Name the BBC staff who let Jimmy Savile attack children and hired rebel ‘paedo’ John Peel
FOLLOWING the Jimmy Savile is a peado news, the Jimmy Savile Charitable Trust, will give the £3.7m in its coffers to “support charities that work with survivors of sexual abuse”. DJ Paul Gambaccini claimed Savile was allowed to get away with raping and sexually abusing underage girls because the Fixer threatened the ill and needy. Savile reasoned that if he were exposed the charities he worked for would suffer. So, The BBC and the newspapers kept quiet. You know, to help the kiddies.
Hands up anyone who wants the tabloids restricted and journalists licensed by the State? Lord Leveson..?
So far over 40 people have claimed they were attacked by Savile. Savile’s nephew, Guy Marsden, recalls his experiences when aged 13. He was taken to parties:
“I never saw Jimmy Savile sexually abuse any of the children, but as far as I am concerned he was part of a paedophile ring at those parties.”
What did the BBC know?
Liz MacKean has taken voluntary redundancy. MacKean and a Newsnight producer, Meirion Jones, investigated the allegations that Savile was a paedophile. The broadcast was shelved.
In 1999, Julie Burchill wrote:
There are two sorts of sacred cows, just like there’s a Whopper and a filet mignon. The first sort of cow is one that we know is sacred, but we’re – titter, snigger – covertly encouraged to attack it, both for pleasure and profit. That would be the Queen and Cliff Richard.
The second would be the Queen Mother and John Peel. Show me a filet mignon and I become a mad cow. John Peel has become ‘our’ – and, by that, I mean people who consider themselves enlightened and unburdened by tradition – Queen Mother. He needs taking out; if only in a caring way, for his own good…
When Peel died the press lauded a BBC ‘legend’ – just as the press had declared “RIP Jimmy Savile“.
The BBC describes Peel thus:
John Peel was one of Brtain’s most loved broadcasters…Peel was a true one-off. There was more to John Peel than spinning discs, curating the famous Peel Sessions and supporting bands… You may not know that he ‘did time’ in the army and he battled bullies at a posh boarding school. Glad to say he came out on top and with a healthy disregard for authority. You also may not know that he sailed the high seas as a pirate (of sorts) and was known in his day to be quite a looker, winning the mass adoration from thousands of screaming teenage Beatlemaniacs across the Atlantic. His Liverpudlian roots were to blame for that!
When the Beeb’s State-approved rebel died in 2004, the Corporation celebrated a John Peel Day. When he died, Peel was working on a show called – irony of ironies – Home Truths on Radio 4.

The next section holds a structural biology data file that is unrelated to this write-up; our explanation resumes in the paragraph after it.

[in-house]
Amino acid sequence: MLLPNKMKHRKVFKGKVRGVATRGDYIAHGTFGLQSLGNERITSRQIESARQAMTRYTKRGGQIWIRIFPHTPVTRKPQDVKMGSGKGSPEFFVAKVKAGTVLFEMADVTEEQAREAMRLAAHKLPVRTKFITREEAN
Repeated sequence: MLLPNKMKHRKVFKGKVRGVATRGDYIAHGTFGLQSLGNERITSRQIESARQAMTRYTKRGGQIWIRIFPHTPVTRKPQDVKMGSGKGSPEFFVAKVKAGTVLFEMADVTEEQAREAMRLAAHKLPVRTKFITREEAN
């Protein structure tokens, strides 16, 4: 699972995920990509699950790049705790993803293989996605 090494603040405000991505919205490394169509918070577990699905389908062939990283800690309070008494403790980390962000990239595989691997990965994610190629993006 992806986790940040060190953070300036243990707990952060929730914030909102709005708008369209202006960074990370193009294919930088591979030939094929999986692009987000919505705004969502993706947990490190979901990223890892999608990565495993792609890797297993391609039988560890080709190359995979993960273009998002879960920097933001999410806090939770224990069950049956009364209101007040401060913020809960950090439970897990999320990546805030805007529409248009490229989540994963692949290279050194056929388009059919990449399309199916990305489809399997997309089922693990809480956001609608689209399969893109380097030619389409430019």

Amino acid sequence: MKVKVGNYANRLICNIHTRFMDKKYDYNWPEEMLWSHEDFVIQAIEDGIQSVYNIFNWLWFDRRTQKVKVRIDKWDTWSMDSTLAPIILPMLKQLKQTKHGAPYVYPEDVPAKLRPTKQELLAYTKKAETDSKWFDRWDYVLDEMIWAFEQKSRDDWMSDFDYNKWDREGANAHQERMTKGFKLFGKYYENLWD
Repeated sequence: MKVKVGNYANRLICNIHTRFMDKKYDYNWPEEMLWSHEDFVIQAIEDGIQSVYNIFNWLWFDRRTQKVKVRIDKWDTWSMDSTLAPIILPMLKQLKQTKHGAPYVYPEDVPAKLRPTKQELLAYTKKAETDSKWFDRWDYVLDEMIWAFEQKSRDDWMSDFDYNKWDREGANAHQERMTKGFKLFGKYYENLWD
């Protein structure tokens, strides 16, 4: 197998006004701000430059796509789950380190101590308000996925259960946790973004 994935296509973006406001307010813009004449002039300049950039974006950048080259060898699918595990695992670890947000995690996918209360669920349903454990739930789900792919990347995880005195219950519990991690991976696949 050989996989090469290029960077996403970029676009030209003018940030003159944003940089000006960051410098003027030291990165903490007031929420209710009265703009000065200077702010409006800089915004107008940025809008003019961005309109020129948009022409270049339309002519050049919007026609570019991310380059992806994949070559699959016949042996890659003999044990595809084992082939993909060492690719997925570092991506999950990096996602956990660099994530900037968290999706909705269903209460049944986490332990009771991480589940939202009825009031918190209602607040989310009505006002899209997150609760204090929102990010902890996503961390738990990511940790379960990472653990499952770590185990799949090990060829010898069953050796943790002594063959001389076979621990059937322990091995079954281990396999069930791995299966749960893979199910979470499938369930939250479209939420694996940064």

“He unearthed different sounds and people and made them accessible and popular… he was a genuine one off – and a warm and decent human being too.”
Back to Burchill:
Until recently, Peel banged on a lot about sex. Like many an ugly Englishman, he went to America, where that nation’s young women found a Limey accent so beguiling that they barely looked at the face it came out of: “All they wanted me to do was abuse them, sexually, which, of course, I was only too happy to do,”
Peel told the Guardian in 1975. “Girls,” he said to the Sunday Correspondent in 1989, “used to queue up outside oral sex they were particularly keen on, I remember one of my regular customers, as it were, turned out to be 13, though she looked older.”
This was the Sixties. Fleeing America after the authorities quite rightly objected to him having sex with young teenage girls, Peel was joined by his wife, Shirley, a Texan girl, who was 15 when he married her.
Photo: DJ John Peel with his OBE which he received from Jimmy Savile’s pal the Prince of Wales on behalf of The Queen during the Investiture ceremony at Buckingham Palace today Thursday 26 November, 1998.
Here’s BBC DJ Liz Kershaw to reveal more about the BBC. She is “looking forward to talking to the BBC DG (George Entwistle) about his efforts to ensure the culture has evolved and that this never happens again”.
“I would be sitting in the studio with my headphones on, my back to the studio door, live on air…Then I’d find these wandering hands up my jumper, fondling my breasts. And I couldn’t say anything. I couldn’t even exclaim because I was broadcasting to the nation. And when I complained to somebody, they were incredulous, and said, ‘What? Don’t you like it? Are you a lesbian?’ The culture at Radio 1 then was something I had never encountered before. I’ve always said it was like walking into a rugby club locker room.”
The BBC has a lot of answer for. And so does anyone else who protected Jimmy Savile.